It seems more likely he is doing this as a means of garnering moral support for a custody play in case we divorce. I don’t see how I can muster up forgiveness when there is so much he is still actively doing to undermine the trust he keeps breaking in big and little ways. I am emotionally broken, I realize God is my only hope in salvation and healing… and this will require time. Time I have been willing to wait on. But my husband has a sense of urgency (related to his need to be reassured etc) which I seem overwhelmed to the point of panic by. After many months of counseling and therapy on my own (to get back into working condition to meet my wifely obligations and perform properly for him again), I wasn’t making much progress. In fact I felt like I was going to fall to pieces whenever he mentioned my needing to let him touch me. He seemed to enjoy my discomfort and the fact I felt I had let him (us) down by being unable to perform. At one point I seriously considered checking myself into a mental clinic the next time he demanded sexual satisfaction. He continued to corner and rant at me (no longer hiding his rage from the kids) instead of allowing God’s healing to take over. I cannot be the only one who has dealt with this, but few people will admit they are with a man who did this. In the church it represents a risk of a sexual offender classification which then makes our entire family useless in ministry. So you see how complicated things are. I’m pretty sure this exact scenario played out with his ex-wife, he just didn’t tell me the real story when we met (after his divorce).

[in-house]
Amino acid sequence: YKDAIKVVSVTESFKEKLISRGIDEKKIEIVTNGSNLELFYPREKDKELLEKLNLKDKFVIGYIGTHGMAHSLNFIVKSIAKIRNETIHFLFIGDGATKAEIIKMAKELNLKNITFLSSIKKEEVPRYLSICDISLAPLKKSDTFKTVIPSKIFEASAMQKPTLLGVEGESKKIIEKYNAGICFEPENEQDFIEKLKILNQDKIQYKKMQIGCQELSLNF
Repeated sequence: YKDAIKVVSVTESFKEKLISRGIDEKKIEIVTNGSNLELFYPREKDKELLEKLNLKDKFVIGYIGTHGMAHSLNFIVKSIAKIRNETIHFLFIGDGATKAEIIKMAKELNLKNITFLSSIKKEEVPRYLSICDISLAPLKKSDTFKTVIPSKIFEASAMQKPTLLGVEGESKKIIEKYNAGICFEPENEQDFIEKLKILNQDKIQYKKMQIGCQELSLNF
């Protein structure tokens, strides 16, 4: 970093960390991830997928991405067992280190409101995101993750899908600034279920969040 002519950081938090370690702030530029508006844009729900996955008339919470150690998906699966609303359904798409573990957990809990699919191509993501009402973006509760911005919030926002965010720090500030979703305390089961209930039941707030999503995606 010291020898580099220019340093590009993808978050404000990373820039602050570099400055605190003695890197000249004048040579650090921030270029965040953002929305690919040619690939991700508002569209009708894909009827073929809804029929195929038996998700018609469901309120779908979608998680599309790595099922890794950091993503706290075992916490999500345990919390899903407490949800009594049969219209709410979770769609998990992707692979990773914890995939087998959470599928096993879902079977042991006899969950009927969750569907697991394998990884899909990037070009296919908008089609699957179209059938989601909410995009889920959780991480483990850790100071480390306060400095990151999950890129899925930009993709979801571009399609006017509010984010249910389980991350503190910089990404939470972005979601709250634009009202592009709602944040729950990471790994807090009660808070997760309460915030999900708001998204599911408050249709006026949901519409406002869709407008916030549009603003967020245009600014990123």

2. (AUSTRALIA) Dianne, yours is not a unique situation. It is classic textbook abusive behavior. Remember there are many aspects to forgiveness. Psychological forgiveness is something we do to rid ourselves of bitter poison, and it is an act of the will. It doesn’t mean we don’t hurt or suffer from the effects of the abuse. It is not something you need to tell the other party of, especially if it is not safe. Relational forgiveness can only happen when there is repentance (not just remorse) and reconciliation is possible. Judicial forgiveness is forgiveness that only God the Judge of all can give. We can’t declare someone whole and forgiven in the sight of God whom God Himself still considers an enemy.

    I agree, you can’t “muster up forgiveness” when he is still abusing and damaging your trust. I think you are expecting to feel OK with him, but that is impossible when your trust is being broken over and over again. It’s normal not to feel OK with a person who is violating you.

    Please get some support and help. If you put down appropriate boundaries to protect yourself (you are a treasure in God’s eyes and it pains -no, it infuriates Him that you are being taken advantage of), your husband will most likely escalate his abuse (as you saw with his ex) so he doesn’t have to pay child support, or so you don’t “win”. To them it is all about winning what they see is a war. Be prepared. It may be hard, but be strong in the Lord, you have what it takes, and the victory over evil will be worth it. You won’t know yourself when you are through the other side.